ST. LOUIS, April 14 /PRNewswire/ -- The latest data for the first quarter of 2010 shows that demand for U.S. office space continues to improve, according to Cassidy Turley, one of the largest commercial real estate service providers in the U.S.
Net absorption registered at negative 3.2 million square feet in the first quarter of 2010, marking the 5th straight quarter of decelerating declines.
"The first leg of the recovery begins when the office market returns to positive demand. The trajectory of recent job growth figures indicates that the U.S. economy will be consuming office space again by the second or third quarter of 2010," said Kevin Thorpe, Chief Economist at Cassidy Turley. "In other words, the office sector has not yet turned the corner, but it is at the cusp."
Despite decelerating declines in demand, the report reveals that the national office vacancy rate increased from 16.4% in the fourth quarter of 2009 to 16.6% in the first quarter of 2010, which is the highest vacancy rate since 2003.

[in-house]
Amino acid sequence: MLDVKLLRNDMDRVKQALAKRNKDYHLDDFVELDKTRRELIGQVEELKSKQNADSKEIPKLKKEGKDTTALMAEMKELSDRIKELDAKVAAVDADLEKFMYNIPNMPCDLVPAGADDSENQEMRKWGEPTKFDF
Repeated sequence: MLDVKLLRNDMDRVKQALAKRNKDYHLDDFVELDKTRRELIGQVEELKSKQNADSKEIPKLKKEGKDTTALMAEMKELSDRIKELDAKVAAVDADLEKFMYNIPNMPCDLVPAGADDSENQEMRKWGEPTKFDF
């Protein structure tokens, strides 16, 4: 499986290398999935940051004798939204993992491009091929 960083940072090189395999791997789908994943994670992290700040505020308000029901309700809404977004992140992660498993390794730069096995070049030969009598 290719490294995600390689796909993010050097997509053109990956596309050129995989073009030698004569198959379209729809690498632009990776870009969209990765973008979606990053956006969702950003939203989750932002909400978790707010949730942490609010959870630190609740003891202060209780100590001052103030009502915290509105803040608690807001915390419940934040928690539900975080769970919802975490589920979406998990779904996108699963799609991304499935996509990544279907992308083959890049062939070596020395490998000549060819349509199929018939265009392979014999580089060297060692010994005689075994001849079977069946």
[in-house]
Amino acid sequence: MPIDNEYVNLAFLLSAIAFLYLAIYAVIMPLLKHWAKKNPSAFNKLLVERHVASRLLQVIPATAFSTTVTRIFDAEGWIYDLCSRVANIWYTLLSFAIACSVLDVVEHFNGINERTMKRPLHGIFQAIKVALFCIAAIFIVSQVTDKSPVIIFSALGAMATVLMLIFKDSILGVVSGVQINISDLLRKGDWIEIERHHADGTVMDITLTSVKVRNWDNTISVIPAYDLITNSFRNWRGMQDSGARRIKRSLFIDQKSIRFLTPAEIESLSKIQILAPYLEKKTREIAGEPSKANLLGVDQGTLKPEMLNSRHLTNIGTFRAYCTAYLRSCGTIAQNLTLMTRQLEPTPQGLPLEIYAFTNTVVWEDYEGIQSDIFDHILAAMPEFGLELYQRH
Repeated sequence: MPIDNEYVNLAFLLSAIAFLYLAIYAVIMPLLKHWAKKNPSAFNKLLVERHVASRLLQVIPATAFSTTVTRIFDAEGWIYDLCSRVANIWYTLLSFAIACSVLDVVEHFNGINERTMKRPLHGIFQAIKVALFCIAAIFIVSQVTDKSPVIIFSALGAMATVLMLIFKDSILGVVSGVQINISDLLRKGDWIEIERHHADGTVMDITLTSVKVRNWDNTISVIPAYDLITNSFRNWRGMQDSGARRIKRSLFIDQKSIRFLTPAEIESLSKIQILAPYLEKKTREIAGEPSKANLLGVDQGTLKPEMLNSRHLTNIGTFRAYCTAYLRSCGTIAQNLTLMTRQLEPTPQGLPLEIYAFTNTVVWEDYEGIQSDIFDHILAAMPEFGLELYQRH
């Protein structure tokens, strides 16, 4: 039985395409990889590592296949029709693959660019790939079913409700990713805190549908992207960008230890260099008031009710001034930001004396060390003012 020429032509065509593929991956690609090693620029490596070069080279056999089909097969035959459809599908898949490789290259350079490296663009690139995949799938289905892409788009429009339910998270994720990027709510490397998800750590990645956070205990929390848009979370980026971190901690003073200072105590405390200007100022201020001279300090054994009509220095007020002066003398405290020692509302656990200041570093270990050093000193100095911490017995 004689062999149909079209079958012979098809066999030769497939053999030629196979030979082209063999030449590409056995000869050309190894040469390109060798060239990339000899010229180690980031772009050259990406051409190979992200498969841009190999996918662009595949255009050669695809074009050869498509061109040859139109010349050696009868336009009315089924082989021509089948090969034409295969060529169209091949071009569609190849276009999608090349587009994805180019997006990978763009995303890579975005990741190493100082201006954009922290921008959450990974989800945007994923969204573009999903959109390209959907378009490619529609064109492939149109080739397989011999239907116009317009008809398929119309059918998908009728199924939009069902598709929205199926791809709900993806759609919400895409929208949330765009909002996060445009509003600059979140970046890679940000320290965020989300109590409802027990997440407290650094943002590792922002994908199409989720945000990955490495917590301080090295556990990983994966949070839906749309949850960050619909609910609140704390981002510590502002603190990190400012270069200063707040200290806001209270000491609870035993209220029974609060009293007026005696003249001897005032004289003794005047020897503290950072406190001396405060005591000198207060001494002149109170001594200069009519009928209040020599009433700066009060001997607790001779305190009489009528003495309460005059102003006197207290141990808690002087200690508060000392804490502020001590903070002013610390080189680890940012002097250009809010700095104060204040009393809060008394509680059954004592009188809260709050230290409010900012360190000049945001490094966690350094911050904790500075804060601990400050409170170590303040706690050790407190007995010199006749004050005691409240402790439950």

"National vacancy remains elevated; it is now 260 basis points above its historical average," said Mr. Thorpe. "With a myriad of high-quality options for tenants to choose from, effective rents will remain low until the excess space is absorbed. It is a classic inventory overhang problem that can only be resolved with steady economic growth and time."
Net effective rents remained flat in the first quarter of 2010 at $23.88 – marking the first time in five straight quarters that rents did not decline.
"Based on the vacant stock figures, the U.S. is no less than 2 years away from seeing healthy rent growth again, but certain pockets within top tier markets will firm before then," added Mr. Thorpe.
Blogger's note: I wish the economy were improving. What we are told and what we see are two differnt things. I think we still have more declines in rental rates as the commercial market continues it's downward trend for at least the remainder of the year. There are still a lot of building owners with refinanincing needs coming up this year that are not going to be able to be met. I do not believe we have hit bottom, yet.Office Rental , Office Space , Office Space Negotiations , Office Vacancy Rate